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Biotin Deficiency Clinical Presentation

  • Author: Noah S Scheinfeld, JD, MD, FAAD; Chief Editor: Jatinder Bhatia, MBBS, FAAP  more...
 
Updated: Jan 31, 2016
 

History

Profound biotinidase deficiency can be detected with newborn screening. The first symptoms of biotin deficiency are associated with the skin and hair.

Symptoms develop within 3-5 weeks of the onset of deficient biotin intake. The most common cutaneous findings include the following:

  • Dry skin
  • Seborrheic dermatitis
  • Fungal infections
  • Rashes, including erythematous periorofacial macular rash
  • Fine and brittle hair
  • Hair loss or total alopecia

Approximately 1-2 weeks later, neurologic symptoms begin to develop. The most common neurologic findings include the following:

  • Mild depression, which may progress to profound lassitude and, eventually, to somnolence
  • Changes in mental status
  • Generalized muscular pains (myalgias)
  • Hyperesthesias and paresthesias

Intestinal tract symptoms also develop and most commonly include the following:

  • Nausea, occasionally severe
  • Vomiting
  • Anorexia

Spastic tetraparesis in a young woman associated with deficiency of biotinidase has been reported.[17]

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Physical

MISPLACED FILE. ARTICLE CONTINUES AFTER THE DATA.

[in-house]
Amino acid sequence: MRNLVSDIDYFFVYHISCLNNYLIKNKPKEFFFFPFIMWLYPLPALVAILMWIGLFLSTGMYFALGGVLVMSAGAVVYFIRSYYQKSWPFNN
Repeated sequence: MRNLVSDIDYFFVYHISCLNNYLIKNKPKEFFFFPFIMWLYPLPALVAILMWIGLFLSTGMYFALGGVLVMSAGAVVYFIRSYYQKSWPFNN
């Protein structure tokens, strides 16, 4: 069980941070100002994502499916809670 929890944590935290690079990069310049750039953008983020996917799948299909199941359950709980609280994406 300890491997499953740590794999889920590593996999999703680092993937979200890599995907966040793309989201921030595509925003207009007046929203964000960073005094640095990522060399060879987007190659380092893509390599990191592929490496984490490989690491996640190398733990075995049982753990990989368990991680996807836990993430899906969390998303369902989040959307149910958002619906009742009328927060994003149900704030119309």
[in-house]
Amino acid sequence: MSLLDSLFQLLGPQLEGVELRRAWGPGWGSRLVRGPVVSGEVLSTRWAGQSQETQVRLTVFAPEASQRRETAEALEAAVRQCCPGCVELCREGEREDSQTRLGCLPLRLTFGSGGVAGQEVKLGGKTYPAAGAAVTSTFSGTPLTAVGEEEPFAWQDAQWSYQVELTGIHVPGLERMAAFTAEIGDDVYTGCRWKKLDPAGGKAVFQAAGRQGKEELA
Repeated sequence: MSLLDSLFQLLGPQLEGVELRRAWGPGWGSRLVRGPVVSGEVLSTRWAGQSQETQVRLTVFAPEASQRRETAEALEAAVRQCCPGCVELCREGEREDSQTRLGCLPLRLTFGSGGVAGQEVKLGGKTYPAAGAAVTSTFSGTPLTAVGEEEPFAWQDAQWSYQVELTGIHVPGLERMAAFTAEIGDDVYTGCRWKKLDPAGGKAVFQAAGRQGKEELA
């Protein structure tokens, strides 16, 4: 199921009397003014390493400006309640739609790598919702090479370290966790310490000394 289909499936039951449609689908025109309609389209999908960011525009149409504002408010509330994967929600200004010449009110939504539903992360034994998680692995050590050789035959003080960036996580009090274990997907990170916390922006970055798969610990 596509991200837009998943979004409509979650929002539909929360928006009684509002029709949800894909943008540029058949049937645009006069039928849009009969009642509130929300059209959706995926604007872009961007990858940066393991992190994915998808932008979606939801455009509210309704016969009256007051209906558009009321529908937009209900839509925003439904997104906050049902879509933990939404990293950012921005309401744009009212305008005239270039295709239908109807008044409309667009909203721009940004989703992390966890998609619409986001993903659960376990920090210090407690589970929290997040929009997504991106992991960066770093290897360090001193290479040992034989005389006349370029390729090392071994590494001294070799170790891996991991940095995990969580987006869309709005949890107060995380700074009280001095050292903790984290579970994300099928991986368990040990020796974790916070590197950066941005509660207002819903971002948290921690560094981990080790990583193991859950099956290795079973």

Individuals with biotin deficiency are typically healthy before the onset of the biotin-deficient state. Growth and stature are normal. Regardless of the etiology of biotin deficiency, clinical manifestations are essentially the same in all patients; however, the rate of symptom development and the sequence in which symptoms appear greatly vary. Physical manifestations are confined to the skin and hair, central and peripheral nervous systems, and intestinal tract.

Skin and hair

The first signs that develop in biotin deficiency are associated with the skin and hair. Dry skin is a consistent finding and is often associated with seborrheic dermatitis, which can be severe. The skin lesions provide an ideal environment for fungal infections that may be resistant to treatment until the biotin-deficient state is reversed. An erythematous periorofacial macular rash is a common finding. The hair quickly becomes fine and brittle, and total alopecia often develops.

Hearing

Genc et al performed subjective and objective audiologic tests on 20 children with profound biotinidase deficiency and found that approximately 55% of children with biotinidase deficiency develop sensorineural hearing loss.[18] The hearing loss varies in severity from mild to profound.

Central and peripheral nervous systems